Two Kansas City-area Pearl Harbor survivors met for lunch Monday.
Edmund Russell of Lenexa, who 74 years ago was an Army Air Corps butcher planning breakfast at Wheeler Field in Hawaii, wore a floral print shirt.
Dorwin Lamkin of Shawnee, who 74 years was a corpsman on the U.S.S. Nevada, wore a blue windbreaker bearing the name of that battleship. Seated next to Russell on Monday, Lamkin reached out and grabbed his arm.
“You’re a good egg, Russ,” said Lamkin, 93.
“I’m about ready to hatch,” Russell, 98, replied.
For about 15 years Kansas City area Pearl Harbor survivors have observed anniversaries of the Dec. 7, 1941, attack at programs held at the Sylvester Powell Community Center in Mission.
But the survivors’ numbers have dwindled and, on Monday, only Russell and Lamkin could attend.
So organizers decided to gather at the Big Biscuit in Prairie Village, where survivors meet occasionally with friends and family members. On Monday the survivors described the surprise of the Japanese attack, the war that followed and the need for vigilance since.
Missing for the first time was Jack Carson.
The Overland Park air corps veteran, who died on Nov. 23, had been a regular at the Powell Center gatherings. He especially enjoyed visiting with the students who attended, said Lydia Carson, Carson’s daughter-in-law.
“It was his way of saying, ‘Be vigilant, don’t stop looking out for America,’ ” Lydia Carson said.
Lamkin described how, when a sailor had poked his head through a door to announce the Japanese were attacking, he had been greeted with vulgarities.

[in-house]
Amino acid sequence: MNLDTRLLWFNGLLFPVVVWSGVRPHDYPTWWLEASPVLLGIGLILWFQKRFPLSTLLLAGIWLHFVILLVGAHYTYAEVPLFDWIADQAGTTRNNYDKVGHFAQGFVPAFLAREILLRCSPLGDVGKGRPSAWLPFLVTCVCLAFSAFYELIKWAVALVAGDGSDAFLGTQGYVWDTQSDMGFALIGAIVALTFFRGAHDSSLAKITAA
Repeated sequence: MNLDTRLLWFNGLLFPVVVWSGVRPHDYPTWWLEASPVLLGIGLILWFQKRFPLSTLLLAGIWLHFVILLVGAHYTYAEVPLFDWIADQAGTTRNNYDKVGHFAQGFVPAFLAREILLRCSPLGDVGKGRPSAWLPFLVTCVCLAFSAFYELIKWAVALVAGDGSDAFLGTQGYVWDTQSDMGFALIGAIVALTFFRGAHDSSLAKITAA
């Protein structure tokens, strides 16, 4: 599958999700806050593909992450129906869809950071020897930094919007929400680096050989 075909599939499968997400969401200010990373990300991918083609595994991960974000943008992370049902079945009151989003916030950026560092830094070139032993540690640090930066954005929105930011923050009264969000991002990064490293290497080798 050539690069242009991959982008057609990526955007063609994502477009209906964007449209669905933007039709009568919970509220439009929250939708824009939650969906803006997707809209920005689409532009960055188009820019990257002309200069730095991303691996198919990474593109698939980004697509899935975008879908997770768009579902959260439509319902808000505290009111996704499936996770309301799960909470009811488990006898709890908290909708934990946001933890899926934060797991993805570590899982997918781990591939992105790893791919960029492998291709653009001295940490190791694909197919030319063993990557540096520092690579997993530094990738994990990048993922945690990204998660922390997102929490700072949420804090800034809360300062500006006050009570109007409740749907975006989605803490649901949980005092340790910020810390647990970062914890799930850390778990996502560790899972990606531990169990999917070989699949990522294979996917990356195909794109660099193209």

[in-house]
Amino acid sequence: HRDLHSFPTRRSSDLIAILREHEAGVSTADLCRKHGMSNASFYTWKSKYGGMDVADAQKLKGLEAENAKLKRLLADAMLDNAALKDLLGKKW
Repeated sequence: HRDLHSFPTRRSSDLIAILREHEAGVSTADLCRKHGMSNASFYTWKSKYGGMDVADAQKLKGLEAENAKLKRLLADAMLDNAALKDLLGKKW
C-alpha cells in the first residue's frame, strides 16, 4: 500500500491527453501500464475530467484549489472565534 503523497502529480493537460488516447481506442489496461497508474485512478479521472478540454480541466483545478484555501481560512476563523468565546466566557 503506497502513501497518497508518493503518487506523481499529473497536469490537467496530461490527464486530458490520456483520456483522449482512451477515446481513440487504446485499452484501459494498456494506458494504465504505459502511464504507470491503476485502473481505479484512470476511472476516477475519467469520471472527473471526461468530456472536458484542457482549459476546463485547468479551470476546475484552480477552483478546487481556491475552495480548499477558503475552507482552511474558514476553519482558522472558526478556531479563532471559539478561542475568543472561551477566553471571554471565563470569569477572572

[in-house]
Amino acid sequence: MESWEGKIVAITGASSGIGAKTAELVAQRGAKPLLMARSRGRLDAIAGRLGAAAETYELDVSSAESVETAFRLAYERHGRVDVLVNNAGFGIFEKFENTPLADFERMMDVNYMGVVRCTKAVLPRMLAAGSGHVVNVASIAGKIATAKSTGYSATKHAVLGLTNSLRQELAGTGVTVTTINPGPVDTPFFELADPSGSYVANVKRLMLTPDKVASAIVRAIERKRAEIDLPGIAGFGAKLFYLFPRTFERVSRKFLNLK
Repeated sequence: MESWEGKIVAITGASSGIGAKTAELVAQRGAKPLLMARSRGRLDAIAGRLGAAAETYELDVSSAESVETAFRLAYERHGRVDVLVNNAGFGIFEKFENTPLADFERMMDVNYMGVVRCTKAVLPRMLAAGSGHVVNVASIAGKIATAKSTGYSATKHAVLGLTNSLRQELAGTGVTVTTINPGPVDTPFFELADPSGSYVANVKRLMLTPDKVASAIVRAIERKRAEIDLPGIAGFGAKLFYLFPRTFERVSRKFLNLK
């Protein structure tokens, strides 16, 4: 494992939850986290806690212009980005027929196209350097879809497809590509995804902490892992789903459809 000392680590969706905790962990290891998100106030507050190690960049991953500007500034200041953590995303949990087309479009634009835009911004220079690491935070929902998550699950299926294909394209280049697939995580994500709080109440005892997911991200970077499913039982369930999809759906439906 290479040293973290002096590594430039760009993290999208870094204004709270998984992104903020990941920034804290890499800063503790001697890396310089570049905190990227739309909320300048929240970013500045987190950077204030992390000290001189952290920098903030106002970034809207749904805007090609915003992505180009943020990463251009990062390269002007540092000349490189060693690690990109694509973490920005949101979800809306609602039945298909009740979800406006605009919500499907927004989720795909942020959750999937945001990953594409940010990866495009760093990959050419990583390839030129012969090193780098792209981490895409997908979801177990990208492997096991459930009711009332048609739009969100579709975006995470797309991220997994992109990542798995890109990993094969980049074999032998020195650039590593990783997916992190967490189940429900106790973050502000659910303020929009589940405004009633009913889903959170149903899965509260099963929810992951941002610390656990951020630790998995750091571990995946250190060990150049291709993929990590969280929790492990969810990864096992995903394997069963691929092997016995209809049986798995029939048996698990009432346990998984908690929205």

“Then we all heard the sound of general quarters, which was the voice of doom,” Lamkin said. The U.S. Navy signal for immediate combat readiness proved “galvanizing,” Lamkin said.
Russell doesn’t mind telling and retelling the story.
“Our main objective is to touch the younger generation,” he said.
Dorinda Makanaonalani Nicholson of Raytown told her own version of the story. In 1941 Nicholson, now 80, witnessed the Pearl Harbor attack from her family’s nearby home.
In 1993 she published “Pearl Harbor Child,” a memoir of her family and the attack written for young readers. The book since has gained an international readership. On Monday Nicholson told of her recent trip to a Czech Republic community whose leaders are planning a Pearl Harbor museum.
The American response to the attack, she said, had served as a symbol of hope to the Czech citizens who endured Nazi occupation during World War II. Nicholson attended Monday’s gathering to record greetings from Lamkin and Russell to the museum planners.
“You are the faces of hope in the Czech Republic,” she told them.
Lamkin, however, said such talk makes him uncomfortable.
“I have this feeling that I’m posing as a hero,” he said.
“I’m not. I’m a survivor. … I was where I was because I’d been sent there. I didn’t elect to be a participant. So, I’m reluctant to be sailing under false colors.”